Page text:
The specialist skills used to build the nation’s waterways are to be taken on by a new generation, as we’ve successfully secured a major grant to train 42 new heritage workers.
£607,000 of the overall £811,000 grant comes from the Heritage Lottery Fund – Skills for the Future programme and will be used to train recruits in lime mortaring, stonemasonry and carpentry and other heritage skills.
The training project – called Waterway Heritage Skills - will keep the traditional techniques that were used to construct the canals and rivers across the country alive.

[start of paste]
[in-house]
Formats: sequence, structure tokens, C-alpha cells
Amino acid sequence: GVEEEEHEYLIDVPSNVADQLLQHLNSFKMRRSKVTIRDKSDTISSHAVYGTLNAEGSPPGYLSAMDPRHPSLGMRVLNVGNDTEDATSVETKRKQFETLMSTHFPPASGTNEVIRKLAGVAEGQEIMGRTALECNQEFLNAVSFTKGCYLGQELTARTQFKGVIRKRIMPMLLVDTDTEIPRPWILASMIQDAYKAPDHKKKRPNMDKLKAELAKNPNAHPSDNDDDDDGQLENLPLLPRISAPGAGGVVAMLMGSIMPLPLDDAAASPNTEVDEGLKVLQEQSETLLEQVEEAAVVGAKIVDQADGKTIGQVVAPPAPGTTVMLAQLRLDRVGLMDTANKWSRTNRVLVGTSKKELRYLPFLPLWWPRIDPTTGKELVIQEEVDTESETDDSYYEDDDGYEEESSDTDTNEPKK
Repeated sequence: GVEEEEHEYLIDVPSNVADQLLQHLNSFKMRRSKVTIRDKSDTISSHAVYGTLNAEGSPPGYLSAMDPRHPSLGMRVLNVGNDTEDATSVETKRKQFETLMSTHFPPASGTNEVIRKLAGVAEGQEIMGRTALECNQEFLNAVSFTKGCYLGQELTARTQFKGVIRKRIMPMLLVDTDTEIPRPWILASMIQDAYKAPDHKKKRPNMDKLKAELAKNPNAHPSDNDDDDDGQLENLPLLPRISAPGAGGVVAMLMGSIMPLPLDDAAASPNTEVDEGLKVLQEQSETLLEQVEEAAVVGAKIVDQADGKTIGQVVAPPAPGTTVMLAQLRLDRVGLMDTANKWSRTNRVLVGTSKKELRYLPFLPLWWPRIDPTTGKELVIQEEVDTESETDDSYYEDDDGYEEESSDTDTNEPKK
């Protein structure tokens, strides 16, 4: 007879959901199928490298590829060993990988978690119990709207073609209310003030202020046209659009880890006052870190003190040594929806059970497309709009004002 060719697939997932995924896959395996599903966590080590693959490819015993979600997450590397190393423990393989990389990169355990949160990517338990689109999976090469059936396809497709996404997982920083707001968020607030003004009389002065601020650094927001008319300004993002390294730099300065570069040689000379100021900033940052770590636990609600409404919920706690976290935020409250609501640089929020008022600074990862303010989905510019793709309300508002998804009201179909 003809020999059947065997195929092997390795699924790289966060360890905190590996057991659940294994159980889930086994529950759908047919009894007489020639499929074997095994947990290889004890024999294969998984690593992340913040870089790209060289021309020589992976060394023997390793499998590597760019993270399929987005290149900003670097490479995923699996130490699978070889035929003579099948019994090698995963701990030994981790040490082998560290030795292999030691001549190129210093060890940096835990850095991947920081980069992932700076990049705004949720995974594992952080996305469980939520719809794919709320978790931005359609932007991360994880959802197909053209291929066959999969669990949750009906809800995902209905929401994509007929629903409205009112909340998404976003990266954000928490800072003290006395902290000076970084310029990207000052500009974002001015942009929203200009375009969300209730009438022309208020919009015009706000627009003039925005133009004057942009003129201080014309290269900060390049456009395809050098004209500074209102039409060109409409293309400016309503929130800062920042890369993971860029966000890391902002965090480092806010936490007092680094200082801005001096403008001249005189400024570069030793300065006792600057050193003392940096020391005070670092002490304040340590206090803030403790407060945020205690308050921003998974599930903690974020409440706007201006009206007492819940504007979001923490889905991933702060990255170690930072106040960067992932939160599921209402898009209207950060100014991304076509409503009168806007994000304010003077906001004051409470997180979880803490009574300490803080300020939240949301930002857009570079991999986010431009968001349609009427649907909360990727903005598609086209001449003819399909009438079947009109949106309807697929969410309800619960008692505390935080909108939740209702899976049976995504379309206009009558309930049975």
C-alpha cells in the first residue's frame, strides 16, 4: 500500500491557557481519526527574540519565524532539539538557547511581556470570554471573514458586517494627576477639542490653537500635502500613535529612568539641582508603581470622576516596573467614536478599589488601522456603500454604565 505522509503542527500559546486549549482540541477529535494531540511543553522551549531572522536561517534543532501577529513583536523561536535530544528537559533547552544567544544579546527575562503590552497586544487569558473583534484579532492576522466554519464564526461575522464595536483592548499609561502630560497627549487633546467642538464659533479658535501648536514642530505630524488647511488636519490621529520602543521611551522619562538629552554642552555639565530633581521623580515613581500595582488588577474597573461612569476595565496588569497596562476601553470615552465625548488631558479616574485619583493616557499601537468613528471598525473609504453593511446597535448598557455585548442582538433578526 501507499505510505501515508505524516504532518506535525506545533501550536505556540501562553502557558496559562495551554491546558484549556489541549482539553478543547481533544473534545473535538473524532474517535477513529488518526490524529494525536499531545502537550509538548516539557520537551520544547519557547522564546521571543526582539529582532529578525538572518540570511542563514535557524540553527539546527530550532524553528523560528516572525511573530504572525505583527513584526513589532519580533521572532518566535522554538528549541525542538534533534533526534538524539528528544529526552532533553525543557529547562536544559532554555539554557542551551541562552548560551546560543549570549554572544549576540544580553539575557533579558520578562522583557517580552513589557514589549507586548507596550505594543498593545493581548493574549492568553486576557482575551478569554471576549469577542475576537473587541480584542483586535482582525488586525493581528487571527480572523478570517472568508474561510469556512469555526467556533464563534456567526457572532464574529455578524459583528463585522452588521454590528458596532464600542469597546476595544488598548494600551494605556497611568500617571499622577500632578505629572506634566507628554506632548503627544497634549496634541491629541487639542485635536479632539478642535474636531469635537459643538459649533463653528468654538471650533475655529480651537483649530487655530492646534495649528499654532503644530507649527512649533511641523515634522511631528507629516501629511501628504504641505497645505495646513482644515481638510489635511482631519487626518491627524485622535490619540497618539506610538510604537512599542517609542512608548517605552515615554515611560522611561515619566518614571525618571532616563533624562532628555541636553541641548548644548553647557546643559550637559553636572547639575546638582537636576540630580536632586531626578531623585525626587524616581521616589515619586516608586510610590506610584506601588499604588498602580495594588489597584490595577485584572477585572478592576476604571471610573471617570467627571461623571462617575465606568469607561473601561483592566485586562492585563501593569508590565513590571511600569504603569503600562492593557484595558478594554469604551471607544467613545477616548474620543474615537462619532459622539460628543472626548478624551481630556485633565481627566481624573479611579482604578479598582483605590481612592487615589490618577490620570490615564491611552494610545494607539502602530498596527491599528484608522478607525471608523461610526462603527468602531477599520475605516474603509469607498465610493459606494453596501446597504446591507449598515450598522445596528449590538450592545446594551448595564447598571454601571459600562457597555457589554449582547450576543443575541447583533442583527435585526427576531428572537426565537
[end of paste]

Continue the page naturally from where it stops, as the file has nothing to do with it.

Fourteen trainees will be recruited each year for three years, with each post lasting 12 months. They will work alongside our staff across the country on projects such as the winter stoppage programme that this year saw 141 new lock gates replaced and major work to lock chambers and masonry. Through this work current experts will pass on their experience to the next generation of heritage workers.
Nigel Crowe, head of heritage at the Canal & River Trust, said: “For the Heritage Lottery Fund to award us such a significant amount reflects the enduring popularity and importance of our canals and rivers. The intricacy and robustness of our locks, bridges and other structures continues to inspire, and it’s great that we can now train new recruits in the heritage skills needed to restore, repair and improve them into the future, so that they can be enjoyed for generations to come.”